Manufacturers estimate the average lifespan of a walk-in cooler or freezer to be 15 years. However, with decent care and maintenance, they can last well beyond that. Sometimes all it takes is a little refurbishment. “If the box is sound, it still holds temperature, has no water infiltration into the insulation and no air leaks, refurbishment can make sense,” one manufacturer says.
Where’s The Wear, Tear?
Doors, floors, walls and refrigeration systems take the most abuse. Depending on the condition of the rest of the unit, replacing any of these specific components may be enough to keep your existing unit in service for years more.
Doors are one of the components that need replacing most often. “The unit’s interior and refrigeration system may be just fine, and all it takes to keep it functioning properly is a new door that maintains the seal,” says a rep.
He estimates that a simple door-for-door replacement could take only a couple of hours. Some manufacturers offer replacement doors only for their own brand of walk-ins, while others offer new doors for any brand. Replacement doors for different brands sometime cover the existing door frame and mount to the walk-in’s outer surface. More complicated replacements may take a little more time to complete.
Floors are the high-traffic areas, and they’ll show excessive wear before other walk-in areas. Most manufacturers offer a variety of flooring, each designed to handle different weight loads. If canvassed, most employees don’t know that weight limit or even if they did, they don’t know the weight of the loads they’re stocking. A walk-in cooler installed with a flooring system designed for lighter loads is going to buckle and dent if employees use carts to transport beer kegs and then drop them on the floor, for example. Overloaded shelving might buckle the floor, separating the surface from its insulating foam. If employees spill liquids and don’t clean them up quickly, they can seep into flooring seams, again separating flooring from foam.
Typically, you have two options for repairing the floor: remove and replace the original or lay a new floor over the old.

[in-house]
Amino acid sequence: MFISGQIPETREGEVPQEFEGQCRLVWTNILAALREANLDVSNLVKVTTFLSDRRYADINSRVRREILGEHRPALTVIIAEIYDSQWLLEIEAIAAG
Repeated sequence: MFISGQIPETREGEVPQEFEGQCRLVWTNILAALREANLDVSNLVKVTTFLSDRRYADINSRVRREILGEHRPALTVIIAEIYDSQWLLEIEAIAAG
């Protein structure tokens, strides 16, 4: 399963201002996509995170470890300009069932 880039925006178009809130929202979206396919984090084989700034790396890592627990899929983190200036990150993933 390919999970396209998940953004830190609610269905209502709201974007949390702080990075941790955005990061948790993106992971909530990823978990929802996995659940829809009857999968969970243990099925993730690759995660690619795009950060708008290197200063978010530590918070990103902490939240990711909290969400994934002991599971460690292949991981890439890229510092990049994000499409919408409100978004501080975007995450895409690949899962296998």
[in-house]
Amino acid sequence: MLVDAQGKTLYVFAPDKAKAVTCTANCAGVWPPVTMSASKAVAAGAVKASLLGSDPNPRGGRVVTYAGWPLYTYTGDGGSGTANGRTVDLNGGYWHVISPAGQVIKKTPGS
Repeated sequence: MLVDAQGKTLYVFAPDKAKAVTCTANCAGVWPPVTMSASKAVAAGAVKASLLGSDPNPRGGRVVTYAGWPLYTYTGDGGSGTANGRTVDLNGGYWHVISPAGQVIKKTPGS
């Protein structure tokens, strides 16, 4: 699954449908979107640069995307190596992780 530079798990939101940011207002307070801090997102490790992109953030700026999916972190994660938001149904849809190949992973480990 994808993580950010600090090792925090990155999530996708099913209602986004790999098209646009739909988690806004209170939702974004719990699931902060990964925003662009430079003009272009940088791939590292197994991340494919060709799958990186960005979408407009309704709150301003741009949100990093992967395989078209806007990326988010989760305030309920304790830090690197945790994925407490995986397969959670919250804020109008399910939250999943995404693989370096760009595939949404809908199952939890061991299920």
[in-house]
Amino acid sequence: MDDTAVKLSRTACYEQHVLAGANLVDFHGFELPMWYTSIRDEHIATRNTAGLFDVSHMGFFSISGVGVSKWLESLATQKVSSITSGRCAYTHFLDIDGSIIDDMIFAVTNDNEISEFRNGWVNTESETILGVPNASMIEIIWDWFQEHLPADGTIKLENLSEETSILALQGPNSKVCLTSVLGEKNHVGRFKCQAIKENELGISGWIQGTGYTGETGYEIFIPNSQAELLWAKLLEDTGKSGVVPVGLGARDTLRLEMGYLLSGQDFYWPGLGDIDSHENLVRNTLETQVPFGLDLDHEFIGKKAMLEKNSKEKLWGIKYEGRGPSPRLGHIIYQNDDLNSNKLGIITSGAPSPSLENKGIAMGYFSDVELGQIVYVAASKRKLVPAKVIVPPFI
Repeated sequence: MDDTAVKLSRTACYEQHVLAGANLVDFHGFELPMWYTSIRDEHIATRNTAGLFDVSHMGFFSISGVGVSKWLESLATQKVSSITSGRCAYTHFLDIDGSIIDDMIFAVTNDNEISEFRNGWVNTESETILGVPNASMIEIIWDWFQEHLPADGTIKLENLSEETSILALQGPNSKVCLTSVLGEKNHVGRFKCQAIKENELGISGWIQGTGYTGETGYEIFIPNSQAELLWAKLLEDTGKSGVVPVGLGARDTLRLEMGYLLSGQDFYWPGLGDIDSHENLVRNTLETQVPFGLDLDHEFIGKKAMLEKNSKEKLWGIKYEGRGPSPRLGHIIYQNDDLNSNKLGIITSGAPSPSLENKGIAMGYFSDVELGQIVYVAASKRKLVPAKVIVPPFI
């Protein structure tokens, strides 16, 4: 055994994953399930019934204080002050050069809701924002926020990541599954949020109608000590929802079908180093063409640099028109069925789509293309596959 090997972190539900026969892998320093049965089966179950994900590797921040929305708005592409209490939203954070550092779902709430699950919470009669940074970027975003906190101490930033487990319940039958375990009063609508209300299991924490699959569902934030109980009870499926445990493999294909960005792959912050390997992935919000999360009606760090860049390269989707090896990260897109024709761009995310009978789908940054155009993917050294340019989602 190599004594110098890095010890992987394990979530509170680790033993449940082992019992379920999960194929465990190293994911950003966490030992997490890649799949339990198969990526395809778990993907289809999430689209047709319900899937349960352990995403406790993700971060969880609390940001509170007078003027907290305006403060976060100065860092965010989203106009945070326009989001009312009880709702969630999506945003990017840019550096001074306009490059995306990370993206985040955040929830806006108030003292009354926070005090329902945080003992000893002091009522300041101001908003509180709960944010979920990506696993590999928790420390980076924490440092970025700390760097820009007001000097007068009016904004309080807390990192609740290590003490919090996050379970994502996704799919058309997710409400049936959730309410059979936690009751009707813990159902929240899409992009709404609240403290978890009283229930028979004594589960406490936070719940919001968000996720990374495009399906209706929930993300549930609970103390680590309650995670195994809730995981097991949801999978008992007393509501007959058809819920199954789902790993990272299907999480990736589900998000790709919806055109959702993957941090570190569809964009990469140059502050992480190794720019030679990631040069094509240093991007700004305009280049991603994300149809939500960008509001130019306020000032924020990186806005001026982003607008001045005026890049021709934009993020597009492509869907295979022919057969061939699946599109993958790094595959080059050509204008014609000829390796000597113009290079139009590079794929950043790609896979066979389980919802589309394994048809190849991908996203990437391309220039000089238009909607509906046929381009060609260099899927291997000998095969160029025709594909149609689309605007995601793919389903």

Damage happens less frequently to walls than it does to doors and floors, but it does happen and should be monitored. Bumper rails can help avoid the abuse, but they take up room around the walk-in perimeter. Stainless diamond-pattern wall finishes are another line of defense.
Refrigeration System Replacement
Like the walk-in boxes themselves, the refrigeration systems that provide the low temperatures inside last on average 15 years with the potential for many more. Like doors, floors and walls, these systems are replaceable without requiring the installation of an entire walk-in unit. One manufacturer says that a unit in need of both structural and refrigeration repairs, however, is probably a good candidate for total replacement.
When refrigeration systems aren’t working, several components could be culprits. Condenser coils can take about four hours to replace. Evaporators, located inside the walk-ins, are subject to the same corrosion from foods as the walk-in interior; all of that acidity and salt gets sucked through the evaporator coils. An evaporator can take a couple of hours to replace.
Failed fan motors may only require a half-hour to replace. Even replacing an entire refrigeration system (generally installed on top of a walk-in unit) may only take a few hours. Remote systems may take longer, but location and how easy it is for servicers to get to the system play a role in replacement time.
If you can keep the doors to the cooler or freezer closed during a repair, chances are you won’t have to move product out to temporary cold storage—but you have to monitor temperatures throughout the repair process.
Copyright FER September 2017
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